Scientists have confirmed one of the rarest phenomena of decay in particle physics, found about three times in every billion collisions at the LHCb. They are now certain of the rarity of a transformation of subatomic particles hinted at previously. Scientists found a particle called a Bs meson decaying into two muons for the first time. The LHCb team announced: ”Finding particle decays this rare makes hunting for a needle in a haystack seem easy”. Val Gibson, leader of the Cambridge particle physics group and member of the LHCb experiment, declared that it was the rarest decay they have observed so far. The way this unfolds casts doubt on versions of the theory of physics known as Supersymmetry (Susy). It was hoped Susy could explain gaps in the most established theory of how the Universe works.

NASA has released photos of the Earth and Moon taken by a spacecraft orbiting Saturn - nearly a billion miles away. Our planet and its only satellite appear only as dots in the picture, which was taken by the Cassini spacecraft on July 19th. Scientists wanted to pay homage to the "Pale Blue Dot" image captured by the Voyager 1 probe in 1990. This was the first time people knew in advance that their long distance picture was being taken. As part of the event launched by NASA, people were asked to wave in what Carolyn Porco, who leads Cassini's camera team, described as an "interplanetary cosmic photo session". The wide-angle image is part of a larger mosaic - or multi-image portrait - that imaging scientists are putting together of the entire Saturn system. Pictures of Earth from the outer Solar System are rare because, from that distance, Earth is very close to the bright Sun. Just as a person can damage their retina by looking directly at the Sun, a camera's sensitive detectors can be damaged by the bright rays. These images were taken when the sun had moved behind the planet Saturn from the spacecraft's point of view, blocking out most of the light.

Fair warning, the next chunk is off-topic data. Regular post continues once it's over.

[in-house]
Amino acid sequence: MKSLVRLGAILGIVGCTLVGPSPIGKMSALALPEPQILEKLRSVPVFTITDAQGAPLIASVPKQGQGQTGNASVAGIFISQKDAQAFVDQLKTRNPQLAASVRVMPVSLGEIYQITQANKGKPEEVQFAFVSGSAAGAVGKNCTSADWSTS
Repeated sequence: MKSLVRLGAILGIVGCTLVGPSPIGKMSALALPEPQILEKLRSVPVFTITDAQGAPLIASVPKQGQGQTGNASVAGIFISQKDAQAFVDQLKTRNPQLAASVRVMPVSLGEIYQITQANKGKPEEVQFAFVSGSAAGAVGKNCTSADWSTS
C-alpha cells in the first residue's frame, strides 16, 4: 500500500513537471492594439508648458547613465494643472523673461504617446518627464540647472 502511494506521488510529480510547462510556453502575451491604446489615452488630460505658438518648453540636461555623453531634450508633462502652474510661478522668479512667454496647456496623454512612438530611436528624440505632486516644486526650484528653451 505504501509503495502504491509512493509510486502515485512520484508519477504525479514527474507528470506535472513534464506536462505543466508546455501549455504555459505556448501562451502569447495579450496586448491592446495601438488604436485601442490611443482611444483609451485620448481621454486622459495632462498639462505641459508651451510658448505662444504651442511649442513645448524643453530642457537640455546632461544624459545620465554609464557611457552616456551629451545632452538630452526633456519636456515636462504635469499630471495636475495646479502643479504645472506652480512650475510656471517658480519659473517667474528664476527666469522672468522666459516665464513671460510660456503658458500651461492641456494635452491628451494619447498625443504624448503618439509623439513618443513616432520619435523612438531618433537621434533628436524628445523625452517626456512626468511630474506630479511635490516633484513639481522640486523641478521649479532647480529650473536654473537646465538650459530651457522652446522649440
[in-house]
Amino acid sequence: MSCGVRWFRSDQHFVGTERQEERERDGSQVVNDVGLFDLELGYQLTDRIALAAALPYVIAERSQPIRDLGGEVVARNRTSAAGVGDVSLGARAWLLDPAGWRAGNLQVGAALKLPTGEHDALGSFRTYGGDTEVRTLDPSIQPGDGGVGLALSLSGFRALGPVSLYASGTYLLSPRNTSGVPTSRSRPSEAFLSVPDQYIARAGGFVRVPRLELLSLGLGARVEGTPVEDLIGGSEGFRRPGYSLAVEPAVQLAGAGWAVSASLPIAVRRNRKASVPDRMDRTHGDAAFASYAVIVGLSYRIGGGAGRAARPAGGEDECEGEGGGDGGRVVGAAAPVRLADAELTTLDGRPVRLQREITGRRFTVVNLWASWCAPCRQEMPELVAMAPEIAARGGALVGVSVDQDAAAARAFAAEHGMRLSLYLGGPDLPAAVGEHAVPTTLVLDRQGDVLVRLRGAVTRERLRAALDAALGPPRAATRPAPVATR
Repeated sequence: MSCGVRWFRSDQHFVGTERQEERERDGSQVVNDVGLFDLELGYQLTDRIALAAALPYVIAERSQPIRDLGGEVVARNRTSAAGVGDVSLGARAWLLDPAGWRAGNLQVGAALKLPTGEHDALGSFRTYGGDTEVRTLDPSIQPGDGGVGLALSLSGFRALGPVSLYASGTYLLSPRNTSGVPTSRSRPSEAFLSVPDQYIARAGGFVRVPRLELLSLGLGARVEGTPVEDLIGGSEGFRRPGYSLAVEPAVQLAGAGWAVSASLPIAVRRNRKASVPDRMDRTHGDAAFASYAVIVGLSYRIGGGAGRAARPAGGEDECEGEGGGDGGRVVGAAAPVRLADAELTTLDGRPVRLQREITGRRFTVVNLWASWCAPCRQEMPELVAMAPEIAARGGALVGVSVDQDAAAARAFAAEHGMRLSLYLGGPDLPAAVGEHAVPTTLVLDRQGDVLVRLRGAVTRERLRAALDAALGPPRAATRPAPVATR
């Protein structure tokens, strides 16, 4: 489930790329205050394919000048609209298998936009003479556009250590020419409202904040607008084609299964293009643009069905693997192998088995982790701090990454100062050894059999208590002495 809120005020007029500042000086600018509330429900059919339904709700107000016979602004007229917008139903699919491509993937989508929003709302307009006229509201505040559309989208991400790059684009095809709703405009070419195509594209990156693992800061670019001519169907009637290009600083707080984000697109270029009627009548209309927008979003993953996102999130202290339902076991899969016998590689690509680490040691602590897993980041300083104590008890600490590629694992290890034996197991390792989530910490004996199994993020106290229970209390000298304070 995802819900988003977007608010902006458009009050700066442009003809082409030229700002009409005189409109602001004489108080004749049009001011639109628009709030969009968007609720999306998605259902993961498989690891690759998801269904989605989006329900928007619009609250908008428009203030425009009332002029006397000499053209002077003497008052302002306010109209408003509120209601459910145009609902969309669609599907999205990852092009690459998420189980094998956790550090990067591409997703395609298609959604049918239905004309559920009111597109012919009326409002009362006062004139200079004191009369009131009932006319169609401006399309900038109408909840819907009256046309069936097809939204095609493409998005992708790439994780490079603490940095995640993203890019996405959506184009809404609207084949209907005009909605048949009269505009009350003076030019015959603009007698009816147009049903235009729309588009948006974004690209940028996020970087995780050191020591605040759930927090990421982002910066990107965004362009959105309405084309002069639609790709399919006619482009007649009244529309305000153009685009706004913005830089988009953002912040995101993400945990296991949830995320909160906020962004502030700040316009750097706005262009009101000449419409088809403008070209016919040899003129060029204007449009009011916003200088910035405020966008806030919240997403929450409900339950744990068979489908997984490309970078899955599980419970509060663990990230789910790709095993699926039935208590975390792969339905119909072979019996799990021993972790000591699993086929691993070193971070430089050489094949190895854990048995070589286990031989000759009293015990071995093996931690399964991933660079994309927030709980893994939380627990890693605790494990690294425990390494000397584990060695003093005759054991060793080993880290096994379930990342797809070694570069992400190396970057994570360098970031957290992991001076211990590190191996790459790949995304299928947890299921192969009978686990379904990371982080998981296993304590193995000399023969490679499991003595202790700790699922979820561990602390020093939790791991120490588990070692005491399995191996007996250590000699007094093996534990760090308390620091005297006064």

Scientists have discovered the largest virus yet. The genome of the discovered virus hints at a 'fourth domain' of life. The organism was initially called NLF, for “new life form”. Jean-Michel Claverie and Chantal Abergel, evolutionary biologists at Aix-Marseille University in France, found it in a water sample collected off the coast of Chile, where it seemed to be infecting and killing amoebae. Under a microscope, it appeared as a large, dark spot, about the size of a small bacterial cell. Later, after the researchers discovered a similar organism in a pond in Australia, they realized that both are viruses — the largest yet found. Each is around 1 micrometer long and 0.5 micrometers across making the viruses larger than many bacteria and even some eukaryotic cells. But these viruses are more than mere record-breakers — they also hint at unknown parts of the tree of life. Just 7% of their genes match those in existing databases. Claverie asked: “What the hell is going on with the other genes? This opens a Pandora’s box. What kinds of discoveries are going to come from studying the contents?” The researchers call these giants Pandoraviruses.

And, now, in local news from Romania, we learn that

A Romanian computer science teacher, Anna-Monika Muscaş, participated at HE@SA, a special session organized in the US, where educators learn new teaching techniques for NASA specialists. Started in 2004, the Honeywell Educators@Space Academy program (HE@SA) selects hundreds of teachers from around the world who are trained to stimulate students' interest in science and mathematics. Besides the training sessions the teachers also had the opportunity to participate in simulated space missions.